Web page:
Philips study re-examines ASV

Thursday, March 14, 2019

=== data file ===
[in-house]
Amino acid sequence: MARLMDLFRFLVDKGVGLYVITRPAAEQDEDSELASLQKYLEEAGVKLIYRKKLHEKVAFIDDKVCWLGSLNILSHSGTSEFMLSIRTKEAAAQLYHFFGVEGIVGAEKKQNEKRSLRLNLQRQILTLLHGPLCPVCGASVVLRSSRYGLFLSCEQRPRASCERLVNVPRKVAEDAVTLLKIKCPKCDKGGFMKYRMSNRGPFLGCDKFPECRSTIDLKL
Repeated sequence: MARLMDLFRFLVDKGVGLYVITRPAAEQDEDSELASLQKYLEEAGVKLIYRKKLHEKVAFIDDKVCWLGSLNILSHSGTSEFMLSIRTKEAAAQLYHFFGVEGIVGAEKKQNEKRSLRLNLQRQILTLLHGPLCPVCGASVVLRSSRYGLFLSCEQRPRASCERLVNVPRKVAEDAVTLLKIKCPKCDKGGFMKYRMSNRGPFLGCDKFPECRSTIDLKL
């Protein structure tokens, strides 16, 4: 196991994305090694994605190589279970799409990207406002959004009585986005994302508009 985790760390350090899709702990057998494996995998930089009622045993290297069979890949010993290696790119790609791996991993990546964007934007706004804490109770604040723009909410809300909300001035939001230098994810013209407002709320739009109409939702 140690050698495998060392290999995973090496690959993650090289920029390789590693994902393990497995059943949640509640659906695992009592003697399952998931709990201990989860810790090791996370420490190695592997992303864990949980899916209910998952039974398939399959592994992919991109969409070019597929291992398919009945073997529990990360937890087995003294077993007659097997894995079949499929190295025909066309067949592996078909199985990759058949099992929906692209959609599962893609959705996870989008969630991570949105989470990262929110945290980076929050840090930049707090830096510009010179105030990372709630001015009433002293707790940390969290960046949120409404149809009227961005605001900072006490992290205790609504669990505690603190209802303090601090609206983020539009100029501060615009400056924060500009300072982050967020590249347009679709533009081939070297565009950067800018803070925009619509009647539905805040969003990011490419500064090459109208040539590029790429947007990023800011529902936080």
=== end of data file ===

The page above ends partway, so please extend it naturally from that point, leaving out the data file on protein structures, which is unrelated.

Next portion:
MURRYSVILLE, Pa. – Adaptive servo ventilation is an effective treatment for patients with complex sleep apnea, according to a new study from Royal Philips. The study, published in the American Journal of Respiratory and Critical Care Medicine, compared four ASV devices with different algorithms, including the Philips DreamStation BiPAP autoSV, and the ASV device that was originally associated with greater mortality in patients during a trial in 2015. This study suggests that the underlying adverse effect of ASV may be secondary to excessive ventilation due to device-based effect. “The pursuit for scientific understanding of various disease and treatment processes is an iterative process where we revisit successes and failures to deepen our understanding of disease processes,” said Dr. Sairam Parthasarathy, a lead investigator on the study, professor of medicine and interim chief of Division of Pulmonary, Allergy, Critical Care and Sleep Medicine at University of Arizona College of Medicine. “It’s imperative we keep this in mind and re-visit previous studies when technological advancements show promise for a certain type of therapy. Today, ASV isn’t used in certain clinical settings due to safety concerns associated with the therapy in patients with congestive heart failure and predominant central sleep apnea. Now, through devices with smarter algorithms, providers can potentially ensure that patients are getting the right treatment and, thereby, improve treatment approaches in patients with complex or central sleep apnea.”